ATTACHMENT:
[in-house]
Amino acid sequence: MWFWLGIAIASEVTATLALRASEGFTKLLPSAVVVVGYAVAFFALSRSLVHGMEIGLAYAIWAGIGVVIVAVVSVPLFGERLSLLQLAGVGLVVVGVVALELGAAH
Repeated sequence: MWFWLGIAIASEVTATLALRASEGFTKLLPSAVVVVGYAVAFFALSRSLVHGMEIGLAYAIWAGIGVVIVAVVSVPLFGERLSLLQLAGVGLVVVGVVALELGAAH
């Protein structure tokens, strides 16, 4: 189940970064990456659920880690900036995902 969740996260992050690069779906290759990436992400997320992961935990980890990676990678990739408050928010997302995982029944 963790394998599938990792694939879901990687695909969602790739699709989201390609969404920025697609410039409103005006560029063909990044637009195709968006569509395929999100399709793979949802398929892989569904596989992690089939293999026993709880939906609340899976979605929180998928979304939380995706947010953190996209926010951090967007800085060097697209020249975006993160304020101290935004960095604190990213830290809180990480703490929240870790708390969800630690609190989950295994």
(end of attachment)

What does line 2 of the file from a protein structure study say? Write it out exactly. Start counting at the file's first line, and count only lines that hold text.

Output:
Amino acid sequence: MWFWLGIAIASEVTATLALRASEGFTKLLPSAVVVVGYAVAFFALSRSLVHGMEIGLAYAIWAGIGVVIVAVVSVPLFGERLSLLQLAGVGLVVVGVVALELGAAH